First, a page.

Why Does the Empire State Building’s Light Change Colors?
A defining feature of the New York City skyline since 1976, the Empire State Building lights have captured the world’s imagination for decades maintaining a tradition of changing the color of the lights to recognize important occasions, holidays, events, and organizations throughout the year.
When it opened in 1931, the Empire State Building was the tallest building in the world. At 1,454 feet tall, it has 102 floors. Visitors still stand in awe of the Empire State Building’s size. However, its most striking feature may not be its height. It’s the building’s tower lights that draw the most attention.
The Empire State Building’s tower first lit up in November 1932. As New Yorkers watched the sky, they saw a white beam of light. This told everyone in a 50-mile radius that Franklin Delano Roosevelt had been elected President of the United States. Originally, the tower used a single searchlight. Later, it upgraded to revolving beacons. In 1977, a new lighting system was installed with 500 lamps. Another renovation in 2012 installed 68,000 LED bulbs to light up the tower!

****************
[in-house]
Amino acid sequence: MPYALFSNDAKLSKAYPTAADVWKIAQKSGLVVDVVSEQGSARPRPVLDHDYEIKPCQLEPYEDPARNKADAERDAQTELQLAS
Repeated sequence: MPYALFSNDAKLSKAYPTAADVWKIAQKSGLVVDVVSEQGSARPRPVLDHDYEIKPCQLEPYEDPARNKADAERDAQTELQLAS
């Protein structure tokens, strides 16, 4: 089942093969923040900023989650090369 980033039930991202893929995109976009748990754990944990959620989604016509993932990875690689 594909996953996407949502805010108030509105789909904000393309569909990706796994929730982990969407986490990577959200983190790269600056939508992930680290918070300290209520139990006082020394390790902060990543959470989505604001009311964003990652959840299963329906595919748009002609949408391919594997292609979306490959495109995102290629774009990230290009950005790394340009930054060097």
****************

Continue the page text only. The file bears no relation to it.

Today, the tower’s light also changes colors. This happened for the first time in 1976. That year, colored floodlights shone red, white, and blue in celebration of America’s bicentennial. Those floodlights allowed the tower to shine in nine different colors. Since 2012, the building has used LED bulbs, capable of displaying more than 16 million colors.
With all those choices, how do they decide which color the Empire State Building should be every day? Well, some days are easy. For example, the tower always lights up in red, white, and blue for American holidays like July 4 and Memorial Day. However, other days are harder to decide. There’s an application people can fill out if they’d like to see the Empire State Building light up in honor of a holiday or cause.
The chosen events are then put on a calendar. For instance, the lights were red, white, and green on September 15, 2018, to honor Mexican Independence Day. They shone blue and white for the eight days of Hanukkah in 2018. They even lit up in blue and yellow on October 25, 2018, in honor of Lights On Afterschool!
Some days, the Empire State Building doesn’t light up at all. In these cases, it’s honoring a tragedy. The tower was dark on July 9, 2018, for those experiencing intense flooding and landslides in Japan. This happened again on September 18, 2018, to honor those affected by Hurricane Florence and Typhoon Mangkhut.
Recently the tower went dark on 1st & 2nd June 2020, in recognition of the murder of George Floyd, a 46-year-old black man, who was killed in Minneapolis, Minnesota, during an arrest. Otherwise, the Empire State Building Lights up every day from sunset until 2 am.